iodophor

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Related to iodophors: hypochlorites

iodophor

[i′äd·ə‚fȯr]
(chemistry)
Any compound that is a carrier of iodine.
References in periodicals archive ?
The most common skin preparation agents used today include products containing iodophors. PVP-Iodine products have been widely used for pre-operative skin preparation and in various surgical procedures and shown to significantly lower subsequent infection rates.
The physical action of washing and rinsing hands water such circumstances is recommended because alcohols, chlorhexidine, iodophors, and other antiseptic agents have poor activity against spores.
Phenolic compounds, iodophors, nitrogen compounds, and organometallics will remain the largest product categories, accounting for three-quarters of the demand by 2009.
Remaining the largest product categories will be phenolic compounds, iodophors, nitrogen compounds, and organometallics, accounting for three-quarters of demand in 2009.
Phenolic compounds, iodophors, nitrogen compounds and organometallics will remain the largest product categories, accounting for three-quarters of demand in 2009.
Mycobacteria are also quite resistant to agents used for surface and instrument disinfection, including quaternary ammonium compounds, phenolics, iodophors, and glutaraldehyde (16,22,23,36) and can degrade the disinfectant morpholine (20).
iodophors) are widely used as antiseptic products during surgical interventions [5-7].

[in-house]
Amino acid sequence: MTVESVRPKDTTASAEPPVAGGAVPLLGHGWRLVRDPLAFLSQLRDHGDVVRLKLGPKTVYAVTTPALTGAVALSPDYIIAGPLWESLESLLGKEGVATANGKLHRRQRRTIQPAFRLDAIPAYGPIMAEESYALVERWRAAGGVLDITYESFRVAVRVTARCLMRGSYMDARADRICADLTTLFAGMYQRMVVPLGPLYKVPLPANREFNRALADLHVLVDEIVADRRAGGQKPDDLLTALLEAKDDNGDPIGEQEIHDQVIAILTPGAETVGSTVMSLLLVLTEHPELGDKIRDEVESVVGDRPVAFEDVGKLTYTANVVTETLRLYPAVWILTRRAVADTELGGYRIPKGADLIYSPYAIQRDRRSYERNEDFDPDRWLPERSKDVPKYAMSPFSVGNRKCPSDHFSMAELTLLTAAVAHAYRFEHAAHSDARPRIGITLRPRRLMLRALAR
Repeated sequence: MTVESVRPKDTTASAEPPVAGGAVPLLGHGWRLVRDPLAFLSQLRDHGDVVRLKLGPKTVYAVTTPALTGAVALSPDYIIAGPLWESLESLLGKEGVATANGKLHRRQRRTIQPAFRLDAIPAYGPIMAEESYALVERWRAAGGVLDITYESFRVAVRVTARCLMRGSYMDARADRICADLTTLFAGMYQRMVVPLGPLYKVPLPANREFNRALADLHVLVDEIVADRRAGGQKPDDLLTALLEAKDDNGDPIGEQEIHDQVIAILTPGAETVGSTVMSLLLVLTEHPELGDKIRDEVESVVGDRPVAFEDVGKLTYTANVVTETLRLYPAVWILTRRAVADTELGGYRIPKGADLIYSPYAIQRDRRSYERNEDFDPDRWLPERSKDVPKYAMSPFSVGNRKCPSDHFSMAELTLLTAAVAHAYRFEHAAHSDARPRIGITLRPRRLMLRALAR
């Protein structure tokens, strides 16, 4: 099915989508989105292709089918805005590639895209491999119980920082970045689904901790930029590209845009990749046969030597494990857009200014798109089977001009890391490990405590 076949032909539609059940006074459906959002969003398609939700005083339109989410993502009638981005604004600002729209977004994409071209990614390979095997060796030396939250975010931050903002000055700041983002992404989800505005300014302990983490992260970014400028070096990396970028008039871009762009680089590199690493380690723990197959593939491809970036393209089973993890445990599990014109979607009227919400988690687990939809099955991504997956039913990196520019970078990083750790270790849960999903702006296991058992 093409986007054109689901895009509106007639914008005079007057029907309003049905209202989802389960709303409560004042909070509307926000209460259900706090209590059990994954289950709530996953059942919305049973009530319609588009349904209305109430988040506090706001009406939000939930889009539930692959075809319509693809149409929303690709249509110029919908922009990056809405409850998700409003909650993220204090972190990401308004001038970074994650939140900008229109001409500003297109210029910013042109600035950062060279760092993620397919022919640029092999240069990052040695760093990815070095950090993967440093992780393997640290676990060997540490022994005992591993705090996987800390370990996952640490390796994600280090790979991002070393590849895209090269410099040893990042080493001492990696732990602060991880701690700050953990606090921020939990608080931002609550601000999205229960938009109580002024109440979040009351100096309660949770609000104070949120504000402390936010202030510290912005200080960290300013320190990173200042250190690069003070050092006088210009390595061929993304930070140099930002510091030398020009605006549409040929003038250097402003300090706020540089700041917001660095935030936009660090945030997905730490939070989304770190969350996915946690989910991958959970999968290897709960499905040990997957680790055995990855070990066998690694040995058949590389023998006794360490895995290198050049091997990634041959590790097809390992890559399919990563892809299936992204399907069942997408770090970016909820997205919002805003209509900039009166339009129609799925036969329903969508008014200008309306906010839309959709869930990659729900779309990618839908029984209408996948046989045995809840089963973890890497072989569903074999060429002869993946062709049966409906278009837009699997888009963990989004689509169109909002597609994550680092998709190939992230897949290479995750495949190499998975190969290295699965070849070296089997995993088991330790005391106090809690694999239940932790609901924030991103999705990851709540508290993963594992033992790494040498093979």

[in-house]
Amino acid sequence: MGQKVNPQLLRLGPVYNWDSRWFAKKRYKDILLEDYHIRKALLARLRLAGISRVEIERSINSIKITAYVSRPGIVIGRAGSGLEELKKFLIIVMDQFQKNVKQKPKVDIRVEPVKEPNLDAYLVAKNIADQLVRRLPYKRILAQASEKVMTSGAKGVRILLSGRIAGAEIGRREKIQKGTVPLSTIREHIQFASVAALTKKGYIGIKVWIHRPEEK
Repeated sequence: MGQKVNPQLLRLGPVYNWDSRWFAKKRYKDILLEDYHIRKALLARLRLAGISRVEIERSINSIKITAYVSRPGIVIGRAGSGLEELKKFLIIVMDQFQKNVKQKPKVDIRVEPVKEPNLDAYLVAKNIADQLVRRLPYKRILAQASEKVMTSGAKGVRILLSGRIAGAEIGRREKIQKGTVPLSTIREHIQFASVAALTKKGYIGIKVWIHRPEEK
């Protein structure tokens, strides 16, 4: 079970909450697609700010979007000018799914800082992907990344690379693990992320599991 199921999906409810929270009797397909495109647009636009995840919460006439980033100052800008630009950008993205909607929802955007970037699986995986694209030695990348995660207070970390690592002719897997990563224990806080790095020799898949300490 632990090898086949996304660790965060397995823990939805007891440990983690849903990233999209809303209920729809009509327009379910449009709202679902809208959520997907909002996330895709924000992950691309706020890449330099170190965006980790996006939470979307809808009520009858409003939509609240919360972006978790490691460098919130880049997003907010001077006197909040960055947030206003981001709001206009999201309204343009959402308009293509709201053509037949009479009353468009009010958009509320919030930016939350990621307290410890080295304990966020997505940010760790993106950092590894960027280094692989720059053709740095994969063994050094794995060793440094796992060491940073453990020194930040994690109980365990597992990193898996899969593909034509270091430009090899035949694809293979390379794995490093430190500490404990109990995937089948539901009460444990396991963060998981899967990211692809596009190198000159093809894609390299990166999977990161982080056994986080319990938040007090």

Bread was iodised as a precaution against goitre, but residual iodophors in milk from sanitisers used in the dairy industry caused trouble by increasing iodine intake, and alternatives were quickly introduced.
A complete 10-minute surgical scrub (abdomen, external genitalia, and perineum) with iodophors is undertaken immediately following the surgical shaving.
Classes of disinfectants and their common-use dilutions include alcohols (60 to 90% in water), quaternary ammonium compounds (0.4 to 1.6%), phenolics (0.5 to 5%), iodophors (75 ppm), glutaraldehydes (2%), household bleach (sodium hypochlorite, diluted 1: 10), and hydrogen peroxide (3 to 6%).
That coloring, which has been banned in the United States, turns the salmon flesh pink like that of wild salmon, rather than "hatchery grey." Then the farmers add chlorine, sodium hydroxide, iodophors (a solution of iodine), and calcium oxide to keep the fish and the cages clean.
Iodophors, hypochlorite, quaternary ammonium compounds are common sanitizers used for cleaning of many dairy utensils and equipment.